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Another Emperor to add to your list.


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The original scientific article is here:


The case made in the article for the authenticity of the Sponsian coins seems spurious to me:

-  similar patterns of wear and tear to genuine coins, suggesting they had been in circulation for several years
-  minerals on the surface of the coins consistent with them having been buried for an extended period

I am pretty sure i can simulate wear and tear on any coin, and then bury it for a while.

The Guardian example cites that using gold worth $20,000 is a big outlay for a forger to start with. I would counter that gold forgeries of rare emperors could result in a massive return on investment, well above the value of the raw materials.

The case against is clear:

- a reverse design copied from a Republican issue that would have been over 370 years old at the apparent time of manufacture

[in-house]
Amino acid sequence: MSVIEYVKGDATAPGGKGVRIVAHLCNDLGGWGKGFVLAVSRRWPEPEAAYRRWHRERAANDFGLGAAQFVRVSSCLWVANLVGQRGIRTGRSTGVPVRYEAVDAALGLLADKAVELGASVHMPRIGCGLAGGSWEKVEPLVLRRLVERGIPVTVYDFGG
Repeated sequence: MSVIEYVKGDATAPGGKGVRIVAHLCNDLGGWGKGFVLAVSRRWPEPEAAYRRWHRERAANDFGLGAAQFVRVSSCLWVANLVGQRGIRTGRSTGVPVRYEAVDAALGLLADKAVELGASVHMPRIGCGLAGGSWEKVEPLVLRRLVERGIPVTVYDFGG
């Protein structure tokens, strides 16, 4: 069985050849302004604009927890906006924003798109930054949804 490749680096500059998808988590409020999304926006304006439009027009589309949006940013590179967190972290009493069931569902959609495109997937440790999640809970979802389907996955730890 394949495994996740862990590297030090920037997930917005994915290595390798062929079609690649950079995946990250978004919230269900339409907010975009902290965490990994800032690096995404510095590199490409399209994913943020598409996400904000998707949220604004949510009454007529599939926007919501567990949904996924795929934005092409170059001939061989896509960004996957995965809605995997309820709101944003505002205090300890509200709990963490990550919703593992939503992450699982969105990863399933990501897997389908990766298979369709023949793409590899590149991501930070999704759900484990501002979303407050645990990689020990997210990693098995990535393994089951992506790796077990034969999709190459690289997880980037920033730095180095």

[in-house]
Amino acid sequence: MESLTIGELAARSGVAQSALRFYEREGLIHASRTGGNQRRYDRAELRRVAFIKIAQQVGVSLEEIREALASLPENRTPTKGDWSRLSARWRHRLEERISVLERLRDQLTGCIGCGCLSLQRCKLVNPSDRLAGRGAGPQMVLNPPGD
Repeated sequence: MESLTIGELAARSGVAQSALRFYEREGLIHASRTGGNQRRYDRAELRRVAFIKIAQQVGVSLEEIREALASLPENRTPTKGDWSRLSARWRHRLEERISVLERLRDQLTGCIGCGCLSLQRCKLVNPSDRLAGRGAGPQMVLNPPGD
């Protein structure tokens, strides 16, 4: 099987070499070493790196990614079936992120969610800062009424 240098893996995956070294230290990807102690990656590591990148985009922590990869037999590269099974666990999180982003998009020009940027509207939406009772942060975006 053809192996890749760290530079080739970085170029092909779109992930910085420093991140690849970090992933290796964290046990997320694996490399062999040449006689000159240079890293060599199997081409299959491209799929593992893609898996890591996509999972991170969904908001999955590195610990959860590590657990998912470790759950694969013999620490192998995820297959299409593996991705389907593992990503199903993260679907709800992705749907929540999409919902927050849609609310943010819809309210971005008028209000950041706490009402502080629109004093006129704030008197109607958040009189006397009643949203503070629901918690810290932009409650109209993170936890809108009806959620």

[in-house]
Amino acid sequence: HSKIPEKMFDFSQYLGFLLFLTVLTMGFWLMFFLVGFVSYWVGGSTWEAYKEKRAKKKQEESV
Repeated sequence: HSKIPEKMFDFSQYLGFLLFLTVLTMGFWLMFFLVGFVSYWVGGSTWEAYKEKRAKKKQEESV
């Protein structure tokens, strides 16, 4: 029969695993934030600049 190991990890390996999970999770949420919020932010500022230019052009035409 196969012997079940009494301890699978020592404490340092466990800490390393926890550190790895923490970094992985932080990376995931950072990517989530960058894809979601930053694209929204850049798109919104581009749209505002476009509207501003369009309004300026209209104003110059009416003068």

- style and workmanship not typical of 3rd century Roman issues
- and found in Romania LOL

Note the final paragraph of the Guardian article:

"However, others were more sceptical. “They’ve gone full fantasy,” said Richard Abdy, the curator of Roman and iron age coins at the British Museum. “It’s circular evidence. They’re saying because of the coin there’s the person, and the person therefore must have made the coin.”

I'd like to hear any other dissenting views from the science community, particularly around whether the methods used (electron microscopy, UV imaging, infra-red spectroscopy) and subsequent results, really do prove the authenticity of the coins.

To me, these coins belong in the same category as Proculus, Bonosus etc - ie, uninvestible because there is too much doubt.




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45 minutes ago, AncientOne said:

Thanks for the link.

Some of us get our information a little slower than the rest....

Actually, you're ahead of the rest. The science article was only published a day ago. The cointalk discussion about Sponsian is older, and wasn't inspired by this very recent study.

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